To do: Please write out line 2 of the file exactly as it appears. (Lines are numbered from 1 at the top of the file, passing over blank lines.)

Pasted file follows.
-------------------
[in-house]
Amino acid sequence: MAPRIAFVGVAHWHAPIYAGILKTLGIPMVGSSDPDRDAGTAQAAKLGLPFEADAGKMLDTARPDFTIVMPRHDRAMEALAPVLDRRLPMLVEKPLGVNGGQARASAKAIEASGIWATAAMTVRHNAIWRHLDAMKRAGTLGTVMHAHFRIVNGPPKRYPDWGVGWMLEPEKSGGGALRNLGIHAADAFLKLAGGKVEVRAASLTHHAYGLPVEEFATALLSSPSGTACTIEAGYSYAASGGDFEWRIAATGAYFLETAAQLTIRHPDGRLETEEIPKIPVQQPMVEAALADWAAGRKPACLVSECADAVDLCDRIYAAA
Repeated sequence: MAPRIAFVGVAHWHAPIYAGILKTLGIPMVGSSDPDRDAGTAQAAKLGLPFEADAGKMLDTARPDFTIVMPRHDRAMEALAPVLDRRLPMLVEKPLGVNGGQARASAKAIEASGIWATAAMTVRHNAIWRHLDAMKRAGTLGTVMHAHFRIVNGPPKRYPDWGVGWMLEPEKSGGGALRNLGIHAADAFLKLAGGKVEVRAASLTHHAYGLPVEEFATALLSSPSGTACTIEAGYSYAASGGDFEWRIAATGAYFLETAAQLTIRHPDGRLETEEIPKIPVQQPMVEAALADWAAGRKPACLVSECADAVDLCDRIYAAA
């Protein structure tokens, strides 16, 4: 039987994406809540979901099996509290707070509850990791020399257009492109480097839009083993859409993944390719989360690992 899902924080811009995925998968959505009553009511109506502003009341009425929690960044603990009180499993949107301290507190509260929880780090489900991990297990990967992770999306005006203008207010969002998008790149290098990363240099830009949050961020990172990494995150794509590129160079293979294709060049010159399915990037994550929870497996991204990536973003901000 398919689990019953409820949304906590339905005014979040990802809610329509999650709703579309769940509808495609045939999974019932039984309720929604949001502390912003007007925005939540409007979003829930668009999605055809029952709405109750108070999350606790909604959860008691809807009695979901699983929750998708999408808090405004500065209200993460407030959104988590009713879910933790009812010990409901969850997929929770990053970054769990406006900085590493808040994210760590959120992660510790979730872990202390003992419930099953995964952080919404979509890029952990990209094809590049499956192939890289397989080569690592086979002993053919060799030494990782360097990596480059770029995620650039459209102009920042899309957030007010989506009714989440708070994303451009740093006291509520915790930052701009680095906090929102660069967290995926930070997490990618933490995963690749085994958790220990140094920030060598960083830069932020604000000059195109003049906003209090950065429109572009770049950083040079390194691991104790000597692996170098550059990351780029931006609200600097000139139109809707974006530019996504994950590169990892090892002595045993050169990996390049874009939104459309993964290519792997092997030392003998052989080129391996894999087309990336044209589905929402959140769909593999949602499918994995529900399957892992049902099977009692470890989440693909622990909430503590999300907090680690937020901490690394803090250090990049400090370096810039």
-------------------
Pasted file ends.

Amino acid sequence: MAPRIAFVGVAHWHAPIYAGILKTLGIPMVGSSDPDRDAGTAQAAKLGLPFEADAGKMLDTARPDFTIVMPRHDRAMEALAPVLDRRLPMLVEKPLGVNGGQARASAKAIEASGIWATAAMTVRHNAIWRHLDAMKRAGTLGTVMHAHFRIVNGPPKRYPDWGVGWMLEPEKSGGGALRNLGIHAADAFLKLAGGKVEVRAASLTHHAYGLPVEEFATALLSSPSGTACTIEAGYSYAASGGDFEWRIAATGAYFLETAAQLTIRHPDGRLETEEIPKIPVQQPMVEAALADWAAGRKPACLVSECADAVDLCDRIYAAA